A blessed break, but too loaded, too short, too… too everything. Too tired, right now, too achy, still resounding with the huge, reluctant effort of trying to take control at work, so that crises won’t erupt and make me ‘look bad’ in my absence.
I deserve to look bad. I do a really crap job of things, only just managing to hide this, thanks to a well-honed sense of what will be noticed and what won’t.
We know we need the break—heaven knows we need it badly—but stopping our frenetic forward motion is harder than it seems it ought to be. Convinced that all our little shortfalls, accumulated into dust bunnies and virtual piles of stuff in the corners, we fret that all manner of oversights will come to light while we are cavorting elsewhere. Sometimes this does happen to people—the bookkeeper who put the property tax bill in the bottom drawer because he didn’t know what to do with it comes to mind—and the fact that certain states (New York) have laws that govern certain industries (banking) and require employees to sign a statement that they have been out of the office for two full weeks a year indicates that some people think a prolonged absence from the office should be mandatory.
The theory is that a fraud scheme would be uncovered in the two weeks that the presumed perpetrator is absent from the office. Personally, I like to think that if I were inclined to commit fraud that I would be bright enough to design one that could sustain a two week hiatus, but perhaps that is overconfidence on my part.
In any case, I’m sure that really bad stuff does come to the surface in the course of many a two-week vacation. But honestly, Jean, these things tend not to happen to overly responsible people like you and me. What tends to happen to people like us is that we come back and we look at the shreds and details that cluttered up the landscape that is our desk—and we find that many of them are irrelevant. What tends to happen is that we find the courage to drop—definitively—those items that always slide to the bottom of the “to do” list right off the list. What tends to happen is that nothing falls apart, except that maybe people missed having the “go to” girl right there on the spot and maybe they value us a little more, if only for a few days.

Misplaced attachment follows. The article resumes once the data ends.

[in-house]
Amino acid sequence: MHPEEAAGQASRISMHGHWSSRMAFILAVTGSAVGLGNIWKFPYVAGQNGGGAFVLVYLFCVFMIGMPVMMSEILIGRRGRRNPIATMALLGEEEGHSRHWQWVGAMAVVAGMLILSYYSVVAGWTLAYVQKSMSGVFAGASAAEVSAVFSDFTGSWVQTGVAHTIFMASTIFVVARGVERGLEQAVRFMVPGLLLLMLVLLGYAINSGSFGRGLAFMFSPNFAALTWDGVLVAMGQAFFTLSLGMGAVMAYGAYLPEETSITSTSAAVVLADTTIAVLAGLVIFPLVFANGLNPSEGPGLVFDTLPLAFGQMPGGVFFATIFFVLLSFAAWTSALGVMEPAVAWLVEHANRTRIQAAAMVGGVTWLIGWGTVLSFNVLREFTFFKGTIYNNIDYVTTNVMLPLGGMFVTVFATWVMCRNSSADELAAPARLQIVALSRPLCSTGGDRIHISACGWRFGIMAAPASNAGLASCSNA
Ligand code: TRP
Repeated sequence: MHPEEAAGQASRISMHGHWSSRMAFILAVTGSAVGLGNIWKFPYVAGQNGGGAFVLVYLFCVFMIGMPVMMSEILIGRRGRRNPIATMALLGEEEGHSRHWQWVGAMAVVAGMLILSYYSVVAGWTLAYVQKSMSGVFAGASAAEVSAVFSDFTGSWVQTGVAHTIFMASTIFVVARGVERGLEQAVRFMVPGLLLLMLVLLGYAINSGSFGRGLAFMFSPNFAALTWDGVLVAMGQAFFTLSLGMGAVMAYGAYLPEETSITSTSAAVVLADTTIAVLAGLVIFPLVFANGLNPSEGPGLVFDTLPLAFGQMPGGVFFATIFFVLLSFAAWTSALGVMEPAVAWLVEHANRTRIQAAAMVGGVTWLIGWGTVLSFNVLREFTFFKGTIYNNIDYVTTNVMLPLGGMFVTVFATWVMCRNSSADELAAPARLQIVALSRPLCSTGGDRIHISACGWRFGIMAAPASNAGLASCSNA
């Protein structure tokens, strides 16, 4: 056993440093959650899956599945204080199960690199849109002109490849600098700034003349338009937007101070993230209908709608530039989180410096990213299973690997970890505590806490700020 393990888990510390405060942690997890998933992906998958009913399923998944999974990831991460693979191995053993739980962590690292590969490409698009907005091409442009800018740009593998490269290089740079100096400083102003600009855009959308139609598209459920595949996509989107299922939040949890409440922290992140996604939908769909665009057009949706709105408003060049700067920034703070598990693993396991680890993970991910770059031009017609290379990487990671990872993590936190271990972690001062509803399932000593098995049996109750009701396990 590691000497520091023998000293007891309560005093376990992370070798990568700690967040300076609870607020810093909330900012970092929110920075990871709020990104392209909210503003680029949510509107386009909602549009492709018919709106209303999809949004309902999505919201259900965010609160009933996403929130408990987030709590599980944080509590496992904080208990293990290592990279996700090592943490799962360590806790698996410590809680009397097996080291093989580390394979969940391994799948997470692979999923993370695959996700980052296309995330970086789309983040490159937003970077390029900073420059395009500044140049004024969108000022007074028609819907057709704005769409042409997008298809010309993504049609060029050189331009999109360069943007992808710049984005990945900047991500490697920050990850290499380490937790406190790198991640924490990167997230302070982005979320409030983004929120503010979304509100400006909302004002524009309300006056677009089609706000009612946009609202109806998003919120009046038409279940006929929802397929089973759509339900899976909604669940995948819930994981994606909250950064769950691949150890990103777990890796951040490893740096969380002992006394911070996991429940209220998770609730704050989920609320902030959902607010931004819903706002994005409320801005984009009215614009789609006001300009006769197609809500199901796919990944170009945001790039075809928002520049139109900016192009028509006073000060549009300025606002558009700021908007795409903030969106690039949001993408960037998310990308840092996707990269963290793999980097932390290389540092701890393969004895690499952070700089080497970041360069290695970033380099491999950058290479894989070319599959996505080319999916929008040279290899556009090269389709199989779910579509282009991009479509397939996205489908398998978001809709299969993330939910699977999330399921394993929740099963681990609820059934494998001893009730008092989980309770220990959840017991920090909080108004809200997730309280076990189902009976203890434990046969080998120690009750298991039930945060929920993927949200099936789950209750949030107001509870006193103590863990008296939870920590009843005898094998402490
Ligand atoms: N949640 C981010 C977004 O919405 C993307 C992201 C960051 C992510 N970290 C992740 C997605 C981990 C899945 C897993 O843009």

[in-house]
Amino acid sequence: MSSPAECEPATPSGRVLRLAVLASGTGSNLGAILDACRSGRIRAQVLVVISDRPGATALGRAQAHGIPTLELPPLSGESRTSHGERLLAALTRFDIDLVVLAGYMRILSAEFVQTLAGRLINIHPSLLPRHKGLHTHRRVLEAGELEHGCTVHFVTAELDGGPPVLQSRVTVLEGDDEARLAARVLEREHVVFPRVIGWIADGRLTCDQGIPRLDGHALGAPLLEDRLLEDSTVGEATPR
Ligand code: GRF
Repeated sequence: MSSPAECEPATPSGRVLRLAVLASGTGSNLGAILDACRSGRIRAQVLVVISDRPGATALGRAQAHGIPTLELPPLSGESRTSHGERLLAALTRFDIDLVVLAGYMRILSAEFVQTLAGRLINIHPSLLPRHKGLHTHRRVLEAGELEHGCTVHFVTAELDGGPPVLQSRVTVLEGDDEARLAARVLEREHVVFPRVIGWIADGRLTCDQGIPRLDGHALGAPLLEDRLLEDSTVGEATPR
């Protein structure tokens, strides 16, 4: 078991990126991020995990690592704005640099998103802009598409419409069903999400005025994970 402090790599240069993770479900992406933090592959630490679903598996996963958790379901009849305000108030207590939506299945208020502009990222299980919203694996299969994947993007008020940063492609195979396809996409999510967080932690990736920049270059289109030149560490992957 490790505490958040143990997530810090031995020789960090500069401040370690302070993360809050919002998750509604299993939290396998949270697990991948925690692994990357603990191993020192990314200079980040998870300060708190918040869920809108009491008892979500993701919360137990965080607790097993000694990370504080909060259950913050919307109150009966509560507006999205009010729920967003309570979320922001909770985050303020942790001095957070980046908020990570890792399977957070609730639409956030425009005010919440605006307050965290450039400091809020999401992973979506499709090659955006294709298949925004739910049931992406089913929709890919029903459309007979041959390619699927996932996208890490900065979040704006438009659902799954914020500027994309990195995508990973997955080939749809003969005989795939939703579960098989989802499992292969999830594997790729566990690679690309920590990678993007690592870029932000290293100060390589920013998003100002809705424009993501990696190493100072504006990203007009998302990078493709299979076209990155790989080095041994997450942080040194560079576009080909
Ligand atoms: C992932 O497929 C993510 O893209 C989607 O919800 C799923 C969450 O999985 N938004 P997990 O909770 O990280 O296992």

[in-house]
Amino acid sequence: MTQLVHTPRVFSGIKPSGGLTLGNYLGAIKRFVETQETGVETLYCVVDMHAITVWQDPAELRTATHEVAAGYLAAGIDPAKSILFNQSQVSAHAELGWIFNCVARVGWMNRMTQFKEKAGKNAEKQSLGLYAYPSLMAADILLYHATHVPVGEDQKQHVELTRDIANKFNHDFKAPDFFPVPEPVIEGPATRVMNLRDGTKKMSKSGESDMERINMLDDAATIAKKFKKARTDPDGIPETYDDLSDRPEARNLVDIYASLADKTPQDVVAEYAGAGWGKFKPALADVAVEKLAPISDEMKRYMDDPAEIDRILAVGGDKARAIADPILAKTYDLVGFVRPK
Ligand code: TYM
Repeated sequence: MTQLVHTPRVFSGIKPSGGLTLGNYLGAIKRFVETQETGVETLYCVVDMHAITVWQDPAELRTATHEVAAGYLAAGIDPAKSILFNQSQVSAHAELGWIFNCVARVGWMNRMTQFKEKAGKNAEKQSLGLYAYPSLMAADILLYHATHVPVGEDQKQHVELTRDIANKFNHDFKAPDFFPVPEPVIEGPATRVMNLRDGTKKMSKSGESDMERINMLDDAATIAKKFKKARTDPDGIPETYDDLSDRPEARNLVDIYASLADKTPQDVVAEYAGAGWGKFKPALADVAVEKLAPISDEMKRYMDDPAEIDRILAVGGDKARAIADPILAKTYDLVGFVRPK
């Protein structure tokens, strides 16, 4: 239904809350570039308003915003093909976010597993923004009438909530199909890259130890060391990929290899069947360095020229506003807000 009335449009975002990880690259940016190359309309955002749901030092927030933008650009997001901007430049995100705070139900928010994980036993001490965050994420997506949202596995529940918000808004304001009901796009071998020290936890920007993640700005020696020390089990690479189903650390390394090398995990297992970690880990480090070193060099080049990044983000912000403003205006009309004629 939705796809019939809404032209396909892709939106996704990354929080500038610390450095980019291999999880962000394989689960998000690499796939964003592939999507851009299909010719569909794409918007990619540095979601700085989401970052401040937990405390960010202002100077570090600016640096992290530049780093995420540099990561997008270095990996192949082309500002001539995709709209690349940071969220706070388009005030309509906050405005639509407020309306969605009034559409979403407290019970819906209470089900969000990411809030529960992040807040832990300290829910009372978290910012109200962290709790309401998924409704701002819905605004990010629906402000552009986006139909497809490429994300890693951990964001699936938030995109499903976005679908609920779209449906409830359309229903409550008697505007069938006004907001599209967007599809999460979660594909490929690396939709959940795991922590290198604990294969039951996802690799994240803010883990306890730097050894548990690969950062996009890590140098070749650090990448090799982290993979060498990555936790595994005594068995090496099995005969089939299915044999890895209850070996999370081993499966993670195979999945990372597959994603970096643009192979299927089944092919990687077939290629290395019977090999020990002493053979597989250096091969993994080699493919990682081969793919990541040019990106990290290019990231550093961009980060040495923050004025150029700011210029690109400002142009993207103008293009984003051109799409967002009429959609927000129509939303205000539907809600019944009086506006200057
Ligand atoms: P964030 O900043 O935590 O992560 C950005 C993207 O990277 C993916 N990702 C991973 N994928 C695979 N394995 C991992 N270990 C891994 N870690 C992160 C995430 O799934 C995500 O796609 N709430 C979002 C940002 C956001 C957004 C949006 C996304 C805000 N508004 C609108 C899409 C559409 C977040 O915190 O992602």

That blessed relief is what vacation is all about.
In my over-enthusiastic, over-committed, over-responsible approach to work, I have again and again had the experience of feeling torn as I leave for weekend or longer break. Sometimes I take huge files along with me, or the laptop. Within hours the excessive sense of responsibility has evaporated, leaving all that work just sitting. Waiting. With practice, I have gotten to where I can make it wait till the Sunday night before I have to go back into the work world, and it does ease re-entry if I can do a little organizing the night before. Mondays, especially the Mondays after a vacation, are wild roller-coaster of days, but then it is all better again. Then I can feel the renewed strength and the improved perspective that is the gift of a vacation.
I’m off for a mini-vacation, myself—three days in Montreal. A tiny treat to celebrate the occasion of not being required to go look for a better paying job, a break from the fray.